• Subliminal Seduction: There's an enemy that seems to be a failed experiment subject which will spout some gibberish phrase when alerted that sounds something like "We Ig Vah!" If reversed, it's just a guy saying "I'll get you!" in a gruff, raspy voice.
  • Take Over the World: The end goal of Dr. Goldfire's insidious plot.
  • Universal Ammo: Similar to Wolfenstein 3D, all weapons share a common ammo pool, except for the Auto Charge Pistol which has infinite ammo but needs to recharge between shots.
  • Video Game Cruelty Punishment: If you shoot a peaceful informant in view of other informants, this can cause them to turn hostile.
  • Voice with an Internet Connection: An early pure-text example in the form of REBA, who frequently shows information on enemies, objectives, weapons, etc.

Tropes specific to Aliens of Gold:

  • Artistic License – Economics: Goldfire finds a way to replicate gold and use it to fund his plans, even though the more gold he generates, the more it devalues. Presumably it would take a long while for this to have a noticeable effect if trade is conducted on a galactic scale, but the backstory doesn't elaborate on this.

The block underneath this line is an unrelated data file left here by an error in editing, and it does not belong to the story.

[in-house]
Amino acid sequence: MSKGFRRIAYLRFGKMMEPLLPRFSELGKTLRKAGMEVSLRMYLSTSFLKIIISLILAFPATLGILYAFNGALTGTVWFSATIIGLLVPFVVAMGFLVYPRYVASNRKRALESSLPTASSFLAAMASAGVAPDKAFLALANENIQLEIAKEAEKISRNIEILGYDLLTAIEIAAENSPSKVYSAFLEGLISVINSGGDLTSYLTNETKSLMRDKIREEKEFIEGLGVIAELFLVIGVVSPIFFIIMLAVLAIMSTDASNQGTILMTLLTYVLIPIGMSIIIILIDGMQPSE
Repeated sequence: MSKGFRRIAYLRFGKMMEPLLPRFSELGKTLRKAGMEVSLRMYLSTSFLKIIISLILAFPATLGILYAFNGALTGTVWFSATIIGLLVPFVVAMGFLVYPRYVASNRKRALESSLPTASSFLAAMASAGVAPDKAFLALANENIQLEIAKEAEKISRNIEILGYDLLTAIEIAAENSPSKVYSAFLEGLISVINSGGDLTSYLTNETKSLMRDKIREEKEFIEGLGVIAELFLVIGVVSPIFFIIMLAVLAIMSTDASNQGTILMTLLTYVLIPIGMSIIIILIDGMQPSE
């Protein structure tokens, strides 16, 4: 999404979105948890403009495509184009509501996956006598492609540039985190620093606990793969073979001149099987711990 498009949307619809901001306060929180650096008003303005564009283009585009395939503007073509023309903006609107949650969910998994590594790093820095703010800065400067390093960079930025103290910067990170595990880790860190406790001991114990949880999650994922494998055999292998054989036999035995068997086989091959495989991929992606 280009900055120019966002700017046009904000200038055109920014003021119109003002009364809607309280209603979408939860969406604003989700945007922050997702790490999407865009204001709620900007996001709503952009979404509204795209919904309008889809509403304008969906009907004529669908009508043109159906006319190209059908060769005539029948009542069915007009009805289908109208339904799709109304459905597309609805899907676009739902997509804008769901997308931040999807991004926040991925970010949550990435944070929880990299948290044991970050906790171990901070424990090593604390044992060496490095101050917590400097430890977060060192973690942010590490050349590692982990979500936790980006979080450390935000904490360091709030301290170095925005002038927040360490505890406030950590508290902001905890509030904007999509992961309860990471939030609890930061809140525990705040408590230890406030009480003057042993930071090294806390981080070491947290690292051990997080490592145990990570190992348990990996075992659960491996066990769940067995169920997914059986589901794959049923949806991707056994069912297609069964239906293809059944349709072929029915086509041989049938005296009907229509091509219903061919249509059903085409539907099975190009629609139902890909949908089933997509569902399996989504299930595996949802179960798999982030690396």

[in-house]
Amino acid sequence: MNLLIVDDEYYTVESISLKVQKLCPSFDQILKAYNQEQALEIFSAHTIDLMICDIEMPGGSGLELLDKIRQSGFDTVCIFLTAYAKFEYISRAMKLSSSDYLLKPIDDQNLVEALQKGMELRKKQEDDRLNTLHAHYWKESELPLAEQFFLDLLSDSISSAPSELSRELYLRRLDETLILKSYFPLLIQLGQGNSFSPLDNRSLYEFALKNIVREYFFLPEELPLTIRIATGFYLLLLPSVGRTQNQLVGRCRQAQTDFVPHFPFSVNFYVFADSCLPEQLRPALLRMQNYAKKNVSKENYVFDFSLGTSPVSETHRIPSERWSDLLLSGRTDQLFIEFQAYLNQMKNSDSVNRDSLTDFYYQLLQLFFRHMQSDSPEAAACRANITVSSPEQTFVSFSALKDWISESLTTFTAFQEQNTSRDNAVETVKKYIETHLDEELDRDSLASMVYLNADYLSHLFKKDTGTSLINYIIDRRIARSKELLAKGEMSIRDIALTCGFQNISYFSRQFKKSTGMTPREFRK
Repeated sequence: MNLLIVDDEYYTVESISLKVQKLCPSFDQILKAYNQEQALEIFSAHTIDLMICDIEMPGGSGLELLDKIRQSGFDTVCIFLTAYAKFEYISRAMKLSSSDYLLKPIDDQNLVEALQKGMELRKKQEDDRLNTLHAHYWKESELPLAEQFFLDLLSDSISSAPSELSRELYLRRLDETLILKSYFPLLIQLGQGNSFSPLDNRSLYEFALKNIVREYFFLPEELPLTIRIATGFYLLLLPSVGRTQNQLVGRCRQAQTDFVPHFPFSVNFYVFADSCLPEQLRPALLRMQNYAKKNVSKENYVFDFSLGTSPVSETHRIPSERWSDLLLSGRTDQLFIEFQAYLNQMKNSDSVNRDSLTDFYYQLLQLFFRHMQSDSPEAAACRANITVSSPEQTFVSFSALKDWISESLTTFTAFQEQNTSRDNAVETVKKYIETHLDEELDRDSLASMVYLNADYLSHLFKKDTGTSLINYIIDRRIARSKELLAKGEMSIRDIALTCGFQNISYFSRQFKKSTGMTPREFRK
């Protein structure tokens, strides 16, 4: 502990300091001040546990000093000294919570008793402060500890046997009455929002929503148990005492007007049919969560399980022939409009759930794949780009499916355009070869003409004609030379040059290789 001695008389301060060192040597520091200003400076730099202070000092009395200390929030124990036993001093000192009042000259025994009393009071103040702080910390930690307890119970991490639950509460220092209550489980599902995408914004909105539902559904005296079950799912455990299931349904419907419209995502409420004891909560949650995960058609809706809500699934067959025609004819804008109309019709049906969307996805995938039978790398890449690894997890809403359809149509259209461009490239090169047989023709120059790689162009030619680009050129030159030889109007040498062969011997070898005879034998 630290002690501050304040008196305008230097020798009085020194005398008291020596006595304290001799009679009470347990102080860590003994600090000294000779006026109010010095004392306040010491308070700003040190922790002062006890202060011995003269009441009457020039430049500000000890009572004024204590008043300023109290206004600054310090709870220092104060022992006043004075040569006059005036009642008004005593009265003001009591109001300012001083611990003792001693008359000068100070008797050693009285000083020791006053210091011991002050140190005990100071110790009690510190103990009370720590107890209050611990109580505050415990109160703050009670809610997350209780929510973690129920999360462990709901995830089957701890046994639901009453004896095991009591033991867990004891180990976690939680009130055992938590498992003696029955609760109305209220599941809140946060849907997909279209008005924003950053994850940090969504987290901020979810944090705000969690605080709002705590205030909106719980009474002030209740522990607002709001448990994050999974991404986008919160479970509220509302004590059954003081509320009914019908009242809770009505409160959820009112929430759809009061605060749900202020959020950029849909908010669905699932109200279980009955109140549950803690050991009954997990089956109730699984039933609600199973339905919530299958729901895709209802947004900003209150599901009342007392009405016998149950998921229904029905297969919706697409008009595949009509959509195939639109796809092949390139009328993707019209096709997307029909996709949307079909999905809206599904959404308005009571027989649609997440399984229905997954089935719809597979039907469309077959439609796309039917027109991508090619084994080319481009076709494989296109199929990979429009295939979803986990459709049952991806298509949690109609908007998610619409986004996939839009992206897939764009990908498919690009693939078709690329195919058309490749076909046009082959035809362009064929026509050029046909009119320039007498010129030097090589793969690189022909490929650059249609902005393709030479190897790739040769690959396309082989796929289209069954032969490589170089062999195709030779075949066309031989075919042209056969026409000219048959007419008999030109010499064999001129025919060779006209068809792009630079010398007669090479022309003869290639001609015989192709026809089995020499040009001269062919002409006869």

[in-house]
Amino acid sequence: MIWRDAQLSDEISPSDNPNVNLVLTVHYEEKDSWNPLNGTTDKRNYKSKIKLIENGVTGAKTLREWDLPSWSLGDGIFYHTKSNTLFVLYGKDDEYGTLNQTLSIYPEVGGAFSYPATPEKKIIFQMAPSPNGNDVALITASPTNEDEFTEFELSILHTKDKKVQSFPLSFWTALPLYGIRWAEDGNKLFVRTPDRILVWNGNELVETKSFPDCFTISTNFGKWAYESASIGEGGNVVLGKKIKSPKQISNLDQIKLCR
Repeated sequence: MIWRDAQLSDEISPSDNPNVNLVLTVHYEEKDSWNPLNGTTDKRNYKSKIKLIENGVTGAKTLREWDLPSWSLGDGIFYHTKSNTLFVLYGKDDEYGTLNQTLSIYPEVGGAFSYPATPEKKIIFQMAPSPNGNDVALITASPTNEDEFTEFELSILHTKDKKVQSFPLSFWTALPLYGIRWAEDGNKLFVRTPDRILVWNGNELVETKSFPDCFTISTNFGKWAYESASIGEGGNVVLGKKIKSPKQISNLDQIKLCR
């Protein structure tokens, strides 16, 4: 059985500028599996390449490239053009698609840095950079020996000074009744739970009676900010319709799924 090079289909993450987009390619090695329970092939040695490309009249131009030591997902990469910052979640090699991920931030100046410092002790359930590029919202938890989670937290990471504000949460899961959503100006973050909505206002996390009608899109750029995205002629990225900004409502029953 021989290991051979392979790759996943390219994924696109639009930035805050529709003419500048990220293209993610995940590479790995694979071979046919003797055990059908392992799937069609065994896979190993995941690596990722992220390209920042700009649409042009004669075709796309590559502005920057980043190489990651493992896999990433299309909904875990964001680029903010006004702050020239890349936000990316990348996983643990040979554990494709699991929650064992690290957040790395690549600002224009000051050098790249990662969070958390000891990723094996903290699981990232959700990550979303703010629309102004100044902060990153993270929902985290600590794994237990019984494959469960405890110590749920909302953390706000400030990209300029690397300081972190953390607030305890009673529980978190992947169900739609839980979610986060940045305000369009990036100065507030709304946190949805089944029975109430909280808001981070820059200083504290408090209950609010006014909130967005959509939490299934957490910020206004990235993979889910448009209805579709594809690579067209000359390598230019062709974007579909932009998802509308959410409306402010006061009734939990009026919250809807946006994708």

• Boss Warning Siren: A warning klaxon or similar signal normally sounds just before the Final Boss Battle in each of the six missions.
  • Easter Egg: Episode 4, Level 4 spells out the JAM Productions logo on the map. And the title of the level? Lunar Operations Gold Opening.
  • The End... Or Is It?: After beating the final level, Goldfire can be heard laughing as his base explodes, hinting that he's not done just yet.
  • Once an Episode: Aside from his random encounters throughout the game, Goldfire also attacks you on the boss floor of each episode and takes quite a bit more damage before teleporting out. Defeating him in this encounter is necessary to get the key to the episode's actual boss.
  • Pun-Based Title: The name comes from both the villain figuring out a way to synthesize pure gold, which he's using to fund his nefarious plans, and from his name: Dr. Goldfire.
  • Secret Level: Each episode has two of them, one only reachable by a hidden teleporter on one of the floors, the other reachable by getting the Red keycard on the 9th floor (where the episode's boss is fought) and riding the elevator up to the 10th floor.
  • Shareware: Includes the first episode.

Tropes specific to Planet Strike:

Alternative Title(s): Blake Stone Aliens Of Gold, Blake Stone Planet Strike